I've been a mom for 33 years now. For 25 of those years, I was the scared one. I started out being intimidated by authority figures - my daughters' teachers, doctors, even sport coaches - they all frightened me.
Once I figured out that all of us were interested in what was good for my kids, they seemed less scary, and I relaxed; my self-confidence increased. It was good.
Eight years ago, The Boy and I embarked on an adventure that caused me to become fierce; I was territorial, protective - in short, I became one scary mom.
When The Boy was six, he was diagnosed with Bipolar disorder. There were many scary times for The Boy up until his first suicide attempt prompted his initial admission into a mental hospital.
I entered a world not of my choosing. I was confronted with learning all I could about his diagnosis. I read about the frightening side effects of his medications; I listened to therapists tell me about the importance of consistency and learned how to do physical restraints.
The Boy and I were both afraid - this was some scary shit going down. When your child is in a locked unit at a hospital, you give up all semblance of control of your child; hospital staff chooses medications, orders blood and other diagnostic tests without your consent, and comes up with a treatment plan without parental input.
Parents are very limited in the times that you can visit your child. This is not a get well card and stuffed animal kind of visit - you have to pass through security (as do any clothing or books you bring in for your child). No food. No spiral bound notebooks (kids have taken out the wire and attempted to hurt themselves); even Mad magazine was off limits, because of the staples holding it together.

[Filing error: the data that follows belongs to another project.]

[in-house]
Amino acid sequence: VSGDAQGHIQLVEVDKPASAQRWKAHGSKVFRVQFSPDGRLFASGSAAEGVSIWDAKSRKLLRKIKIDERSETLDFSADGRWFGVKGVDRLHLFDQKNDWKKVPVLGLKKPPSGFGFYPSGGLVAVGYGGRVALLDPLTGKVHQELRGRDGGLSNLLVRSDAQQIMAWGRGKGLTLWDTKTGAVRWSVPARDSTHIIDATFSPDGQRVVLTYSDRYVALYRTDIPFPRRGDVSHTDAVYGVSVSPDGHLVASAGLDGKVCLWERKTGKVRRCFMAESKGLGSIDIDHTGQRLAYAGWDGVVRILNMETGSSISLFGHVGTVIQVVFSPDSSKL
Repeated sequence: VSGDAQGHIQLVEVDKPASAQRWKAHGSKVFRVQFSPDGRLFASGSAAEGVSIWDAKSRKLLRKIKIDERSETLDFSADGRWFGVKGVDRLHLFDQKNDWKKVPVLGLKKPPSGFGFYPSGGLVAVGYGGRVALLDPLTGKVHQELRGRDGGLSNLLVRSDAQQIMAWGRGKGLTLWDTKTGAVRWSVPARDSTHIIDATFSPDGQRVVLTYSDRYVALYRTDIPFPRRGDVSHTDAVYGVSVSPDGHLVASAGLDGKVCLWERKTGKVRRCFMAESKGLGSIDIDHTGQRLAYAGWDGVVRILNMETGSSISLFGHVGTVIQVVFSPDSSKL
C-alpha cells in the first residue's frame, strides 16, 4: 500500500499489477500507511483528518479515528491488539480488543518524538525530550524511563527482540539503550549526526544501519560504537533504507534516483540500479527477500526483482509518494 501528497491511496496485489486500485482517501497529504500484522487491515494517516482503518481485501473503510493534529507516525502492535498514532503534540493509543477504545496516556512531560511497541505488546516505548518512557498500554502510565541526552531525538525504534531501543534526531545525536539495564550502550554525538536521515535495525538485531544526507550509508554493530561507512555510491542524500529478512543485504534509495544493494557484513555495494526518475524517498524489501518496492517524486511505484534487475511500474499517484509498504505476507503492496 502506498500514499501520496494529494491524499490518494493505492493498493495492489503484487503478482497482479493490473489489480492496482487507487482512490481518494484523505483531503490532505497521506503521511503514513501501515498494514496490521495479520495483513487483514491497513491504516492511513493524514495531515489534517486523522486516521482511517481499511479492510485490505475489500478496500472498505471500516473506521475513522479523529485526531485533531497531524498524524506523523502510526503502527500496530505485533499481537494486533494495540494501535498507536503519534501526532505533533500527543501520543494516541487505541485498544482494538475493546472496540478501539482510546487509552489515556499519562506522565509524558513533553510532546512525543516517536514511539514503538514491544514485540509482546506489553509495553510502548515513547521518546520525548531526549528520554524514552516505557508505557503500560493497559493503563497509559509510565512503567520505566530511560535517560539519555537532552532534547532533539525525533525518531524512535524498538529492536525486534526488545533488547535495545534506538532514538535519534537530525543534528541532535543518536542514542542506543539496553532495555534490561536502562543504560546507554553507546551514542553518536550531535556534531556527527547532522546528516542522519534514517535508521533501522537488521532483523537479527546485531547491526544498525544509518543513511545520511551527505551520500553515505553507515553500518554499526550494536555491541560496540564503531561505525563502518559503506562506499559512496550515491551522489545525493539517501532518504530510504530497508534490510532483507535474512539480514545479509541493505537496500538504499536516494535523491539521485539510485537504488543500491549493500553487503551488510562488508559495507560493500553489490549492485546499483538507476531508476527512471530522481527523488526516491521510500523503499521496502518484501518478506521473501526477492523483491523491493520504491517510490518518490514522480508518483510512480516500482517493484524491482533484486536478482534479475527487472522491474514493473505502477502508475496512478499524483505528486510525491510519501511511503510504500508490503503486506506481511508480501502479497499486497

Purses, wallets and keys are first deposited into a locker. You get to come in heavy hearted and empty handed.
Being a skeptic at heart,
I questioned authorities - something I never did before. I found out I had the right of refusal for prescription meds - no Thorazine for my kid (I went ballistic after a visit when The Boy looked at me with empty, zombie eyes when he was overmedicated).
When he returned home, and went back to school, I remained fierce and scary. I got an educational advocate to attend IEP meetings with me, to keep the school district from putting The Boy in a horrible residential program. I had school psychologists on speed dial; I knew my rights, I kicked some ass and took names.
I've continued my activities over several interstate moves (and an additional diagnosis of an autism spectrum disorder). I remain committed to looking out for his rights.
To find other scary mommies, visit the fun at Scary Mommy's place!